Proponents of HBOT as a treatment for autism argue that the controversy around it is “political, not scientific.” But that’s not actually the case. In addition to the risks associated with HBOT, all of which at the least involve pain and discomfort, research suggests that the therapy is ineffectual, and the costs suggest that it’s enormously expensive for an unproven, “off-label” intervention that parents could just “try and see.”

A 2012 review of studies evaluating HBOT and autism a review of the available research at the time found no replications of the limited studies suggesting some effectiveness. The review authors called for a “sham controlled” study of the intervention, and just such a study appeared a few months later. Those authors compared HBOT and “sham air” and found improvement in both groups–control and treatment–and no difference between the groups in outcome.

The FDA reports having received 27 complaints in the past three years about HBOT centers offering up the “treatment” for conditions that the FDA has not approved.

Saturday, August 24, 2013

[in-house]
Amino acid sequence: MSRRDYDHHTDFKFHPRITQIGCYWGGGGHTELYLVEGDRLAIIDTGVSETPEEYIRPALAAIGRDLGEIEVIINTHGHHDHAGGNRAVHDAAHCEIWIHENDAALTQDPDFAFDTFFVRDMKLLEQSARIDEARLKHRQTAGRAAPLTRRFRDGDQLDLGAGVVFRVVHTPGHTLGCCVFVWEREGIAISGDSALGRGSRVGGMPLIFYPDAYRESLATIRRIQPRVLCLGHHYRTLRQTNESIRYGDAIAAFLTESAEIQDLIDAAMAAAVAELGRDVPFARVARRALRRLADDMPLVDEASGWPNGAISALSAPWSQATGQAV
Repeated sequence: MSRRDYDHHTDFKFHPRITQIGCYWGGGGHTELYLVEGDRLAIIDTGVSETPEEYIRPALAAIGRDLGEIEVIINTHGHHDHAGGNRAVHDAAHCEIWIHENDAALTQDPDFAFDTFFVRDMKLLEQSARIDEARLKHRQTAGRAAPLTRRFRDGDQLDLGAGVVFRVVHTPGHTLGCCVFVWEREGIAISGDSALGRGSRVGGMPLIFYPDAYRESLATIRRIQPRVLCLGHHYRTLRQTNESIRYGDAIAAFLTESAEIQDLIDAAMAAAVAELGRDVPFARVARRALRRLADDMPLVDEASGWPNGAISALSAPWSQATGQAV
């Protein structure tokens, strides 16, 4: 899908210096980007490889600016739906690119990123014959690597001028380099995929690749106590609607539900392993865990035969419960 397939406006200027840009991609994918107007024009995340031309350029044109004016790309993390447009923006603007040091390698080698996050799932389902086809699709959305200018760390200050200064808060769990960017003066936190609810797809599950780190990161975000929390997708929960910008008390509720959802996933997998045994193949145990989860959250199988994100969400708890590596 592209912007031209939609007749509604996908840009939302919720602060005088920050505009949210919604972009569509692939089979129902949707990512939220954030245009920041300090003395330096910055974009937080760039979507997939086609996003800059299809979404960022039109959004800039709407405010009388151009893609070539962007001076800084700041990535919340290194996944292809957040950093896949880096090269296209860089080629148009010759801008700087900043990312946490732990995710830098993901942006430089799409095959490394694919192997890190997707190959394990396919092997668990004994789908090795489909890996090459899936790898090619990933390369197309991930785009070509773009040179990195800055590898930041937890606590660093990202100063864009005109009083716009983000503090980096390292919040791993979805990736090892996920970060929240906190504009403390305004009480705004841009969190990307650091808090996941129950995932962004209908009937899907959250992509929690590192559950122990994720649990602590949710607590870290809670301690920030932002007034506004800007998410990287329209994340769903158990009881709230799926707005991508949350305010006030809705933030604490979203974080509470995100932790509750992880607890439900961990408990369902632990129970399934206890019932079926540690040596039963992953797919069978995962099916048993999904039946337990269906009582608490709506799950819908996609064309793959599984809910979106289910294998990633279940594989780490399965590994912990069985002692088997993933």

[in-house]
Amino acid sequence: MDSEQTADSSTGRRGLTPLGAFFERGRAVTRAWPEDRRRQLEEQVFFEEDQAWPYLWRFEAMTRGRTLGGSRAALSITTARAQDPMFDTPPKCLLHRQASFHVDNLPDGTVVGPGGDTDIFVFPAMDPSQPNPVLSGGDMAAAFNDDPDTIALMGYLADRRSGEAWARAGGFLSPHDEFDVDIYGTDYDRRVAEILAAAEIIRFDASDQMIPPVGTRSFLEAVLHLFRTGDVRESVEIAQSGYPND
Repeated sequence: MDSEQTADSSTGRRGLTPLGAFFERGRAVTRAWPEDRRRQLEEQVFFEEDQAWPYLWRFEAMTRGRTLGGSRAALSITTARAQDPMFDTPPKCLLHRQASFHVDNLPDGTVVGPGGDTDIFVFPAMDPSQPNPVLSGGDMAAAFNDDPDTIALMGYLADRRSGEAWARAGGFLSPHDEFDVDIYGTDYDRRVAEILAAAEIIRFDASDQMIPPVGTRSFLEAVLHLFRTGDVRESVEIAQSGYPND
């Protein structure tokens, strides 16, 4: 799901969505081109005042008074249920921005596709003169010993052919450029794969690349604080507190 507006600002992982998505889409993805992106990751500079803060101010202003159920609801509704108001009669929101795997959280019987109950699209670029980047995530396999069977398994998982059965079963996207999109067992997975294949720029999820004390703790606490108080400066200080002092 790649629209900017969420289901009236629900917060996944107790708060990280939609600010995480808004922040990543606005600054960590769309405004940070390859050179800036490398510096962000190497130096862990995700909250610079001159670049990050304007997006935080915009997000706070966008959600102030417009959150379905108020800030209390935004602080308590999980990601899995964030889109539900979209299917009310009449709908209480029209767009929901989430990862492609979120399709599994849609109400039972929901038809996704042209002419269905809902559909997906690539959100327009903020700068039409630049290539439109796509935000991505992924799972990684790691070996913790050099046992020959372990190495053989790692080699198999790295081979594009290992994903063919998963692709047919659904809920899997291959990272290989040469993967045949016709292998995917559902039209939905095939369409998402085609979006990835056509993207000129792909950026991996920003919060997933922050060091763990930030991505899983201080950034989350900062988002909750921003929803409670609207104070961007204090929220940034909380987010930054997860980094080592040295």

Mood Influenced by Immune Cells Called to the Brain in Response to Stress


August 21, 2013

New research shows that in a dynamic mind-body interaction during the interpretation of prolonged stress, cells from the immune system are recruited to the brain and promote symptoms of anxiety.

The findings, in a mouse model, offer a new explanation of how stress can lead to mood disorders and identify a subset of immune cells, called monocytes, that could be targeted by drugs for treatment of mood disorders.

The Ohio State University research also reveals new ways of thinking about the cellular mechanisms behind the effects of stress, identifying two-way communication from the central nervous system to the periphery -- the rest of the body -- and back to the central nervous system that ultimately influences behavior.

Unlike an infection, trauma or other problems that attract immune cells to the site of trouble in the body, this recruitment of monocytes that can promote inflammation doesn't damage the brain's tissue -- but it does lead to symptoms of anxiety.

The research showed that the brain under prolonged stress sends signals out to the bone marrow, calling up monocytes. The cells travel to specific regions of the brain and generate inflammation that causes anxiety-like behavior.